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Jul 8 '20 at 14:00 comment added user80567 @MarcIlunga No I won't try anything as stupid as creating my own custom modes of operation. But this is really an interesting possibility I hadn't thought of. Suppose if I am using my implementation in CBC/OFB/GCM mode (or really any other popular mode except ECB), would there be any sort of attacks that the cloud provider could carry out?
Jul 8 '20 at 13:51 comment added Marc Ilunga Not really an answer but consider this: you mentioned that side channels would not apply since your are doing local operations, therefore no active adversary. But it could still be that you are under attack by an adversary! Imagine that you are encrypting emails with your own crypto, then uploading them to a cloud. However anyone can send you emails, including the cloud provider! So if you went as far as creating a custom mode of operation for AES(since it is not an encryption scheme on its own) you would be exposed to CPA attacks.
Jul 8 '20 at 9:23 history edited user80567 CC BY-SA 4.0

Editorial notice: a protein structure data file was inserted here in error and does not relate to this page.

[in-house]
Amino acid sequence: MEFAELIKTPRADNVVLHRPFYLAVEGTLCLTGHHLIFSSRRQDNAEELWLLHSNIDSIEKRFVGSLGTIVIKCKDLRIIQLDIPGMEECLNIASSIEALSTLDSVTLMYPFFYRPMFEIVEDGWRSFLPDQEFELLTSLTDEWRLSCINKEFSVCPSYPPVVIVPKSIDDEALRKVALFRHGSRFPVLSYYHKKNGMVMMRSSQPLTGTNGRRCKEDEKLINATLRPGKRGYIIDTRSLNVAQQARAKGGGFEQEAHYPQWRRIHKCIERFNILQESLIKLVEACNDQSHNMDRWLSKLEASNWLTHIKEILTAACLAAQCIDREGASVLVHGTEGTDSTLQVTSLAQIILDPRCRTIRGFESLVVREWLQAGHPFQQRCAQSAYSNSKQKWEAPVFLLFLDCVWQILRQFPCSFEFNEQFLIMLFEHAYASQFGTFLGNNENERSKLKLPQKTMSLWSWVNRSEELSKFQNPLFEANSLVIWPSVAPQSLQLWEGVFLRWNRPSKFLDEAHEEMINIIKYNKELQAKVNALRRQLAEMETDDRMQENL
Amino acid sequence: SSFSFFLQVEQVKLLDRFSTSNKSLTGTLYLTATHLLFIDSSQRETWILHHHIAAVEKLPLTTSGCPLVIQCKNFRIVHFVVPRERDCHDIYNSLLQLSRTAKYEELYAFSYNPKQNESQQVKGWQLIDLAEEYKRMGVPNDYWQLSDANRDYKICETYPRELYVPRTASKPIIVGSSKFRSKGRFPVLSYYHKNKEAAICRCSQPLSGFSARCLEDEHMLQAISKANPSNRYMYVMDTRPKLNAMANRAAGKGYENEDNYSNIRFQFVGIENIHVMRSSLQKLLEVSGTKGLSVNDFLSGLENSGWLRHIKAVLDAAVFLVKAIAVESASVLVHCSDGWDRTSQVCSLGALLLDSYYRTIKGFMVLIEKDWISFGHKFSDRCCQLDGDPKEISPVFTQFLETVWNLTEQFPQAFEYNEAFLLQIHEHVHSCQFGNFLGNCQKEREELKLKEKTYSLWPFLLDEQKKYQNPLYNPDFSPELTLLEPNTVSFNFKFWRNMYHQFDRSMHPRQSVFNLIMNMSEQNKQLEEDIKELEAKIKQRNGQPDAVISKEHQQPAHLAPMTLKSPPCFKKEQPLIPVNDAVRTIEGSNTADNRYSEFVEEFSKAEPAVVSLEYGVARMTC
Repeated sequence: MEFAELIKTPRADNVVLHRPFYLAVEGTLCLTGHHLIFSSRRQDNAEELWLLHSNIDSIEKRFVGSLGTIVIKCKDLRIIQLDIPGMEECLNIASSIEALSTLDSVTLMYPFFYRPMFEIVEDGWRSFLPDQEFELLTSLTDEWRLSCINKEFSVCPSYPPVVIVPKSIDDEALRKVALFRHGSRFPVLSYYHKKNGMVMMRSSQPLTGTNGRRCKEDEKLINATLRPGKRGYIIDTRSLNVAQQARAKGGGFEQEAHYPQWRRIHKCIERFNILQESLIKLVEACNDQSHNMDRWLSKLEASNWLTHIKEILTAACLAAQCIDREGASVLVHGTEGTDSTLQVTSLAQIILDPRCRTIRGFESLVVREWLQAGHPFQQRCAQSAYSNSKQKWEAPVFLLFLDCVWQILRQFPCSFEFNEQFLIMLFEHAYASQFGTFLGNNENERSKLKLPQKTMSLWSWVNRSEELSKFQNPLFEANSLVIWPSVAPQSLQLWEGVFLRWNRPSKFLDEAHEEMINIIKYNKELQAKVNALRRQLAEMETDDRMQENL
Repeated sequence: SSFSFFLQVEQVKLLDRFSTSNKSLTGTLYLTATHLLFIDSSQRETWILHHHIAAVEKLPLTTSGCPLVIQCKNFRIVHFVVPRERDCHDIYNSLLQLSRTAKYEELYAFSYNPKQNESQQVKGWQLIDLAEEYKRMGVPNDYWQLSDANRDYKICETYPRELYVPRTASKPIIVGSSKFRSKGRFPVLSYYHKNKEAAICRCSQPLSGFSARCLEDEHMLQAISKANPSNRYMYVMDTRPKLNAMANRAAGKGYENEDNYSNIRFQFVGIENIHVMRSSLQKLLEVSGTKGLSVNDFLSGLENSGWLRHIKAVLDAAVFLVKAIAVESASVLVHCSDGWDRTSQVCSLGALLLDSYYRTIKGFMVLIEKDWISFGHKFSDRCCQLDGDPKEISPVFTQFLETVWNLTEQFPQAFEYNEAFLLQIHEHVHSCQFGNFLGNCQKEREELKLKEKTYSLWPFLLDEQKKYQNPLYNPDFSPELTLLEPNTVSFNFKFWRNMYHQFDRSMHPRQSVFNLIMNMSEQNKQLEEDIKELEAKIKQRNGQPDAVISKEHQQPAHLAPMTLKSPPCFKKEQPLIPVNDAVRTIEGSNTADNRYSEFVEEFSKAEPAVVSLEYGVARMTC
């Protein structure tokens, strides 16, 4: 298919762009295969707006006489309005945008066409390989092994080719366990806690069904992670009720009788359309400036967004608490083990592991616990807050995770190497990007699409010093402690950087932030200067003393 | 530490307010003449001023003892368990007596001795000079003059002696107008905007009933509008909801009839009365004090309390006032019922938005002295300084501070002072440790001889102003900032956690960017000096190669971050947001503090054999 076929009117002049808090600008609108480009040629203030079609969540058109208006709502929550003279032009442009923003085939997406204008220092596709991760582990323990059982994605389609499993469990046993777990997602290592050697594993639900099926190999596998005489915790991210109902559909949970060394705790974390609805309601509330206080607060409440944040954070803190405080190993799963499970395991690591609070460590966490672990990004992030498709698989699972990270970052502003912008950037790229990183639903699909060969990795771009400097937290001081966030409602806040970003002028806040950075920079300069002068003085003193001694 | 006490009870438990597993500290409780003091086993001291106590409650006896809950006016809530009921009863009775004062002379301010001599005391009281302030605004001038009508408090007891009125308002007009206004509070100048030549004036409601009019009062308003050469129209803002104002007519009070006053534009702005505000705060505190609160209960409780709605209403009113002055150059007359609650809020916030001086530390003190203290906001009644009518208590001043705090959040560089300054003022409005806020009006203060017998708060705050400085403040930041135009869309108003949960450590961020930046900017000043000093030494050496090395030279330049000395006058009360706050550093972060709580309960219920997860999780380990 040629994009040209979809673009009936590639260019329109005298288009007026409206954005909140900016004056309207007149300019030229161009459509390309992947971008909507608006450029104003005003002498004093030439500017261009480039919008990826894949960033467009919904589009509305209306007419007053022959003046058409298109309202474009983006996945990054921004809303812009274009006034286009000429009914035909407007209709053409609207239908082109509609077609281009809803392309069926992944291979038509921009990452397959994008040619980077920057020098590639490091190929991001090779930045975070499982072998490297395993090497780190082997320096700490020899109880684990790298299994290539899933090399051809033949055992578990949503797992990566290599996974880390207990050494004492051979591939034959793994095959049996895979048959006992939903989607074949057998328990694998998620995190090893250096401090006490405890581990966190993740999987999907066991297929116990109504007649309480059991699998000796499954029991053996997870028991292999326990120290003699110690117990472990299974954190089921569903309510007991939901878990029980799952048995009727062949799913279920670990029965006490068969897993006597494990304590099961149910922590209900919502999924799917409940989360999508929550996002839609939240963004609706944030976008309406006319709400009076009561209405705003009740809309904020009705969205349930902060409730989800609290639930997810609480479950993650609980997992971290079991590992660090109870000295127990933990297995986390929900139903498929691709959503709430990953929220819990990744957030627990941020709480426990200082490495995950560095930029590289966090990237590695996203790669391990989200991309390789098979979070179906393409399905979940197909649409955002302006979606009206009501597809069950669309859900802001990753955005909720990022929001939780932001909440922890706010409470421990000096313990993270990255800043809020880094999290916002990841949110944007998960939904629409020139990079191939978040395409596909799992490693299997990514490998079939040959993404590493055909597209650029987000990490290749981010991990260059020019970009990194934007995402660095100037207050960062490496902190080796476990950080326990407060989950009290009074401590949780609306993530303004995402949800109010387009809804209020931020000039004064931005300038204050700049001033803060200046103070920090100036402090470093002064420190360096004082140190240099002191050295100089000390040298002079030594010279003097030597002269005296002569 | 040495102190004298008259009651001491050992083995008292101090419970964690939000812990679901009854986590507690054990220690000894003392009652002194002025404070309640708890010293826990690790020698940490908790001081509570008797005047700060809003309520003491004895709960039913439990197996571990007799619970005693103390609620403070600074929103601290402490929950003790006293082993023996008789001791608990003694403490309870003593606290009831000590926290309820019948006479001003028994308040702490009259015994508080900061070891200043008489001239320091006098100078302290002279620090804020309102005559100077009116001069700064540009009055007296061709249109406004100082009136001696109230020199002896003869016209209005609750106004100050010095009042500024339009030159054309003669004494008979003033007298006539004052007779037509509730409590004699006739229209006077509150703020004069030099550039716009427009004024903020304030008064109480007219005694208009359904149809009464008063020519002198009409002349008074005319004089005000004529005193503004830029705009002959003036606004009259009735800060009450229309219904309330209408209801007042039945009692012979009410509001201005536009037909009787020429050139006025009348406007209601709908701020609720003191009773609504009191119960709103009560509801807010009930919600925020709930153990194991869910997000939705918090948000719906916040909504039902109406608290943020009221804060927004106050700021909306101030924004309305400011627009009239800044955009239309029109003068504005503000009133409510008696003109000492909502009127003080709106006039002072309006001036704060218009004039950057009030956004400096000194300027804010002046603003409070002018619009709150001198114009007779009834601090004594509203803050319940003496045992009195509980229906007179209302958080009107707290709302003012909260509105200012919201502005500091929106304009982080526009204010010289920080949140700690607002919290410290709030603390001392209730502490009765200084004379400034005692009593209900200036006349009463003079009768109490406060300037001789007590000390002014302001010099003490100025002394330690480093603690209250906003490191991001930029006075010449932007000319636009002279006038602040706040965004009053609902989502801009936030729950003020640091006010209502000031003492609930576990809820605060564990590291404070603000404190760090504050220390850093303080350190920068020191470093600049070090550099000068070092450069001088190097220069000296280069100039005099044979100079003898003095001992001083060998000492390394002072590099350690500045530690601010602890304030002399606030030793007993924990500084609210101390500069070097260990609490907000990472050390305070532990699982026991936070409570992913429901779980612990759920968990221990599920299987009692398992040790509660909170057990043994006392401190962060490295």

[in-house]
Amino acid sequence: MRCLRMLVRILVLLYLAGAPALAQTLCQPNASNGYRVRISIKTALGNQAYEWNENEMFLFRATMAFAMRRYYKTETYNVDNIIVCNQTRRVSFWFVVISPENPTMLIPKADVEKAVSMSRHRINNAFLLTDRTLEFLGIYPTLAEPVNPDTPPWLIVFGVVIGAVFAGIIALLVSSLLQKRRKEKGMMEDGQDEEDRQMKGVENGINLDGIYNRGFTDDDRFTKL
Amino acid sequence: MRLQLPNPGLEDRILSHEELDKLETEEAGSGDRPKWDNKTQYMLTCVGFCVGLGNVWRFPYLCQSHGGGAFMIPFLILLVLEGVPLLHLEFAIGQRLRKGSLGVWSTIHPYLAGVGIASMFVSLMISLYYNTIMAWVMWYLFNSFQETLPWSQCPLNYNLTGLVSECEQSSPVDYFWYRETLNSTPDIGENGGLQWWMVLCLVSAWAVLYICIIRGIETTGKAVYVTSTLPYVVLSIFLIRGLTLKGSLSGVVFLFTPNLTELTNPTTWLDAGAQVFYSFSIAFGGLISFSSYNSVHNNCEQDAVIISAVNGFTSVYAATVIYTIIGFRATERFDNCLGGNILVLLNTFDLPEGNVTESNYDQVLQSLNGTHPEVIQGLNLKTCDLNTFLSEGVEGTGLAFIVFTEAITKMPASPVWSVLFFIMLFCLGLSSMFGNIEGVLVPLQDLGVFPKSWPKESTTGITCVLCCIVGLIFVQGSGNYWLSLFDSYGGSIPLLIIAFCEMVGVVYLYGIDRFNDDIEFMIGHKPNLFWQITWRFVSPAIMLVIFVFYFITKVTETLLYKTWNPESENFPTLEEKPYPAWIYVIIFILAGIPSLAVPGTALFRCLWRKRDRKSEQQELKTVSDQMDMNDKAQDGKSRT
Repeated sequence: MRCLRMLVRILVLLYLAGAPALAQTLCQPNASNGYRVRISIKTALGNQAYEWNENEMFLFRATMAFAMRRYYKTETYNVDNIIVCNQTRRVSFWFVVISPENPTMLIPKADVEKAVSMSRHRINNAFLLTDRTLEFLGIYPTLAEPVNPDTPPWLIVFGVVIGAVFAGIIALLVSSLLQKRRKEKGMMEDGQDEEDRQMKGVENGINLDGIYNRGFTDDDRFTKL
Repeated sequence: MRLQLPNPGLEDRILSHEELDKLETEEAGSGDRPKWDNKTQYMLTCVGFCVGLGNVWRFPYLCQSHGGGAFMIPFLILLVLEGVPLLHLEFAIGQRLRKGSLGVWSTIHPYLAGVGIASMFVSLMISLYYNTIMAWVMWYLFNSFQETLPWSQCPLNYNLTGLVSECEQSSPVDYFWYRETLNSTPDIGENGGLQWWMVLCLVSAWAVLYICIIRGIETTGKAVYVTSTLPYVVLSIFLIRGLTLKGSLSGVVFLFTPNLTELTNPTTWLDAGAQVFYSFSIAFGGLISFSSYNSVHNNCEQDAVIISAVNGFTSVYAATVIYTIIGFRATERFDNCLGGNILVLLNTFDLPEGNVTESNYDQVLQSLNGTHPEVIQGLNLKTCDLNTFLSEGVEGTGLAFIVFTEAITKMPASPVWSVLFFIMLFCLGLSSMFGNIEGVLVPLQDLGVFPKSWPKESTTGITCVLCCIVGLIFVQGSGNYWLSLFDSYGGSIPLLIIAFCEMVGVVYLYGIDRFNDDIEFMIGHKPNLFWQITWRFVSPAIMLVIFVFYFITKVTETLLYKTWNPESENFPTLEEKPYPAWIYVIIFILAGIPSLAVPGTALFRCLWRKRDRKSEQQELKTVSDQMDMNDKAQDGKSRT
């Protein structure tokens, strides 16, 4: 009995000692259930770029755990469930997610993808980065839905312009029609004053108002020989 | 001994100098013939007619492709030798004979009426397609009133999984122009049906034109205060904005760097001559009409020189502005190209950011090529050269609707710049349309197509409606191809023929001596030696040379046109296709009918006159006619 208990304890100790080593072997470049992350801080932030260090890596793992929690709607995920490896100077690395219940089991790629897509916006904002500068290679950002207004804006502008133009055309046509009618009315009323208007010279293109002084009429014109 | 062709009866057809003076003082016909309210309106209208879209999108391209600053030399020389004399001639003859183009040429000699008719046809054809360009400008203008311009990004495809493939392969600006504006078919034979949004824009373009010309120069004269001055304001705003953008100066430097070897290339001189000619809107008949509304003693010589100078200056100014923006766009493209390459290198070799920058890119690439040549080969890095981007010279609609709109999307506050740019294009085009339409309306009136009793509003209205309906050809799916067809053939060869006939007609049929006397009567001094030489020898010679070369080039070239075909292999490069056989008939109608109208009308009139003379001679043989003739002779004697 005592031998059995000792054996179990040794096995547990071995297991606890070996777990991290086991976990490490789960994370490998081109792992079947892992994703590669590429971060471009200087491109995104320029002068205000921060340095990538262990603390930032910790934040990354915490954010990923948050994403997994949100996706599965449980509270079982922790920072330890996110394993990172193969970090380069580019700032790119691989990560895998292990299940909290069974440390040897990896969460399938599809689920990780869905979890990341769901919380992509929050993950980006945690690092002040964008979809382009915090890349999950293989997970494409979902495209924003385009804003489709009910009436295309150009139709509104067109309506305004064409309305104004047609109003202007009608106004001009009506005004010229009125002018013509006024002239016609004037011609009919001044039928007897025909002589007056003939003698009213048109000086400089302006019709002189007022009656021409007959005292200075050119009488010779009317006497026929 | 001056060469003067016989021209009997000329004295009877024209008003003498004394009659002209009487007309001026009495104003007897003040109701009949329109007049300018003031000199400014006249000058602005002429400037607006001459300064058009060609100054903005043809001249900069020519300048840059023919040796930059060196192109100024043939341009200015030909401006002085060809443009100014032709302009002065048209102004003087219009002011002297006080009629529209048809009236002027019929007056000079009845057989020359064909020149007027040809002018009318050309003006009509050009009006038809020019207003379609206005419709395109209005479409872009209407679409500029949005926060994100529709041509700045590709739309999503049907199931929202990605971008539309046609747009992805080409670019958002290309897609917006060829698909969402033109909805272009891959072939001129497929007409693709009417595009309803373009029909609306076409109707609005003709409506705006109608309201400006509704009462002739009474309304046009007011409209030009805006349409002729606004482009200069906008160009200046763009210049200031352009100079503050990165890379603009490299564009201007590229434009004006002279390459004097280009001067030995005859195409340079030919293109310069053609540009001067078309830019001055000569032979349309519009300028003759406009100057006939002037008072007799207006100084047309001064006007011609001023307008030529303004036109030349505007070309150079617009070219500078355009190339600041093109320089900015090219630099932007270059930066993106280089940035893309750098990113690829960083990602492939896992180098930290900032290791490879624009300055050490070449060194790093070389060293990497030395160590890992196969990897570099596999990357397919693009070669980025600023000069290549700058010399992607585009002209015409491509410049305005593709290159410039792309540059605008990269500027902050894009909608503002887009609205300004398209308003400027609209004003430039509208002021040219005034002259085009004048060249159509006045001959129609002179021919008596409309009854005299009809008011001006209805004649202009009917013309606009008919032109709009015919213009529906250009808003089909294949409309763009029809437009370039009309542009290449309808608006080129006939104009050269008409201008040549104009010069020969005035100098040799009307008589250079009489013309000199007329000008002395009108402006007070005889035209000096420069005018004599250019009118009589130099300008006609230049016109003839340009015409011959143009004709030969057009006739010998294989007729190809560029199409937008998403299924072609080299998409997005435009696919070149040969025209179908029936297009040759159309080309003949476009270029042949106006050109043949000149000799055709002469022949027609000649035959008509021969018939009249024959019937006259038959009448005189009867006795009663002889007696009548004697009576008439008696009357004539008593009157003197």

added 5 characters in body
Jul 8 '20 at 9:14 history migrated from security.stackexchange.com (revisions)
Jun 29 '20 at 20:02 comment added reed I guess it's sufficiently secure as long as you don't make serious mistakes (like producing encryption data with obvious patterns) and as long as you are not the target of an advanced attacker
Jun 29 '20 at 19:42 comment added Conor Mancone Remember that security is not a binary proposition. "Is this sufficiently secure?" is an incomplete question, because that can only be answered for your individual use case. "Sufficiently secure" looks completely different for an anonymous cutest-cat-picture voting site than it does for the website used to launch nuclear attacks. If it's your own data you are securing then the question really boils down to, "Is it secure enough for you?".
Jun 29 '20 at 19:38 answer dandavis timeline score: 2
Jun 29 '20 at 18:16 comment added user80567 @gowenfawr Well if the question I linked to belongs to Sec.SE, I guess mine should should too. Not sure though.
Jun 29 '20 at 18:14 comment added gowenfawr This is an interesting question, but one that I think would be better answered on Crypto.SE. How does a crypto implementer reach a level of trust in their implementation of an algorithm?
Jun 29 '20 at 17:56 history asked user80567 CC BY-SA 4.0